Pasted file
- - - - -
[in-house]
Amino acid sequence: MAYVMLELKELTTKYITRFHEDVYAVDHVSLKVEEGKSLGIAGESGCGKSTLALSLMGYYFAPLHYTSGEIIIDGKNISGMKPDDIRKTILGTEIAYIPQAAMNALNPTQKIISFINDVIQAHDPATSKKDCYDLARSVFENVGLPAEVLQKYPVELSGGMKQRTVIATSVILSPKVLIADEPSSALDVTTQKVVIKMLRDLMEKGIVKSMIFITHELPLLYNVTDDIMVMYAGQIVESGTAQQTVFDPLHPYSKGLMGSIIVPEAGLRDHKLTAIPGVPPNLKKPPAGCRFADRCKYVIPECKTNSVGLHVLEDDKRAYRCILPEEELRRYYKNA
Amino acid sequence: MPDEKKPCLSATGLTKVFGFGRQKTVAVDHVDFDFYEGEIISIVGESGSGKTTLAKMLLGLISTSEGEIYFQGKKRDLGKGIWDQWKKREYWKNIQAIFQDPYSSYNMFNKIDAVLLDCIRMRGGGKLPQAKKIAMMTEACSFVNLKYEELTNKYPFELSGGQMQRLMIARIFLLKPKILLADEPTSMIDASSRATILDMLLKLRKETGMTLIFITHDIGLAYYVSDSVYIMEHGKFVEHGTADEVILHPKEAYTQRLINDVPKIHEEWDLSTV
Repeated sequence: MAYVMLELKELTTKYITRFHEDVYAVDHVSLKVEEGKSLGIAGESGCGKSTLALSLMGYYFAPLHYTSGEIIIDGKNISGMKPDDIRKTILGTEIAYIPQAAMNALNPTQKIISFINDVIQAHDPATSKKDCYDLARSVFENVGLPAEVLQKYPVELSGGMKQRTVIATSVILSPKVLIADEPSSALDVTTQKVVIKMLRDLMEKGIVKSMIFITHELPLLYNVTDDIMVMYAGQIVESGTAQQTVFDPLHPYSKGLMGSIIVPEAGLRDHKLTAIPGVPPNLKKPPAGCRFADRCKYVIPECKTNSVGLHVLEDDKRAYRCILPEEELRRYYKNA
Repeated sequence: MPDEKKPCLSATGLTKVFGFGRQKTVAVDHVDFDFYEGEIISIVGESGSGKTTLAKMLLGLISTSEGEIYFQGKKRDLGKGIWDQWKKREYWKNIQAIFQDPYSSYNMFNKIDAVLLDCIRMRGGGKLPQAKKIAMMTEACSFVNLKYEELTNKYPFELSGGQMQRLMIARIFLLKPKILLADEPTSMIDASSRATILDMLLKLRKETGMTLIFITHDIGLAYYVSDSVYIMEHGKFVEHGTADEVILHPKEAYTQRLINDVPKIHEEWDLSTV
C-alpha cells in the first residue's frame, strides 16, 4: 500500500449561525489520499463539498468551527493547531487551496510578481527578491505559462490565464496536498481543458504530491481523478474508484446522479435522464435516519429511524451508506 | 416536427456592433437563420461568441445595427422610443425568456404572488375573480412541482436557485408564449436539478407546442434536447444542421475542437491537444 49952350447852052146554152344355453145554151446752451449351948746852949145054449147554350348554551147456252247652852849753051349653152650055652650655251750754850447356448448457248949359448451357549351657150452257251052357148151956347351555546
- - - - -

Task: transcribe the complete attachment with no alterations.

[in-house]
Amino acid sequence: MAYVMLELKELTTKYITRFHEDVYAVDHVSLKVEEGKSLGIAGESGCGKSTLALSLMGYYFAPLHYTSGEIIIDGKNISGMKPDDIRKTILGTEIAYIPQAAMNALNPTQKIISFINDVIQAHDPATSKKDCYDLARSVFENVGLPAEVLQKYPVELSGGMKQRTVIATSVILSPKVLIADEPSSALDVTTQKVVIKMLRDLMEKGIVKSMIFITHELPLLYNVTDDIMVMYAGQIVESGTAQQTVFDPLHPYSKGLMGSIIVPEAGLRDHKLTAIPGVPPNLKKPPAGCRFADRCKYVIPECKTNSVGLHVLEDDKRAYRCILPEEELRRYYKNA
Amino acid sequence: MPDEKKPCLSATGLTKVFGFGRQKTVAVDHVDFDFYEGEIISIVGESGSGKTTLAKMLLGLISTSEGEIYFQGKKRDLGKGIWDQWKKREYWKNIQAIFQDPYSSYNMFNKIDAVLLDCIRMRGGGKLPQAKKIAMMTEACSFVNLKYEELTNKYPFELSGGQMQRLMIARIFLLKPKILLADEPTSMIDASSRATILDMLLKLRKETGMTLIFITHDIGLAYYVSDSVYIMEHGKFVEHGTADEVILHPKEAYTQRLINDVPKIHEEWDLSTV
Repeated sequence: MAYVMLELKELTTKYITRFHEDVYAVDHVSLKVEEGKSLGIAGESGCGKSTLALSLMGYYFAPLHYTSGEIIIDGKNISGMKPDDIRKTILGTEIAYIPQAAMNALNPTQKIISFINDVIQAHDPATSKKDCYDLARSVFENVGLPAEVLQKYPVELSGGMKQRTVIATSVILSPKVLIADEPSSALDVTTQKVVIKMLRDLMEKGIVKSMIFITHELPLLYNVTDDIMVMYAGQIVESGTAQQTVFDPLHPYSKGLMGSIIVPEAGLRDHKLTAIPGVPPNLKKPPAGCRFADRCKYVIPECKTNSVGLHVLEDDKRAYRCILPEEELRRYYKNA
Repeated sequence: MPDEKKPCLSATGLTKVFGFGRQKTVAVDHVDFDFYEGEIISIVGESGSGKTTLAKMLLGLISTSEGEIYFQGKKRDLGKGIWDQWKKREYWKNIQAIFQDPYSSYNMFNKIDAVLLDCIRMRGGGKLPQAKKIAMMTEACSFVNLKYEELTNKYPFELSGGQMQRLMIARIFLLKPKILLADEPTSMIDASSRATILDMLLKLRKETGMTLIFITHDIGLAYYVSDSVYIMEHGKFVEHGTADEVILHPKEAYTQRLINDVPKIHEEWDLSTV
C-alpha cells in the first residue's frame, strides 16, 4: 500500500449561525489520499463539498468551527493547531487551496510578481527578491505559462490565464496536498481543458504530491481523478474508484446522479435522464435516519429511524451508506 | 416536427456592433437563420461568441445595427422610443425568456404572488375573480412541482436557485408564449436539478407546442434536447444542421475542437491537444 49952350447852052146554152344355453145554151446752451449351948746852949145054449147554350348554551147456252247652852849753051349653152650055652650655251750754850447356448448457248949359448451357549351657150452257251052357148151956347351555546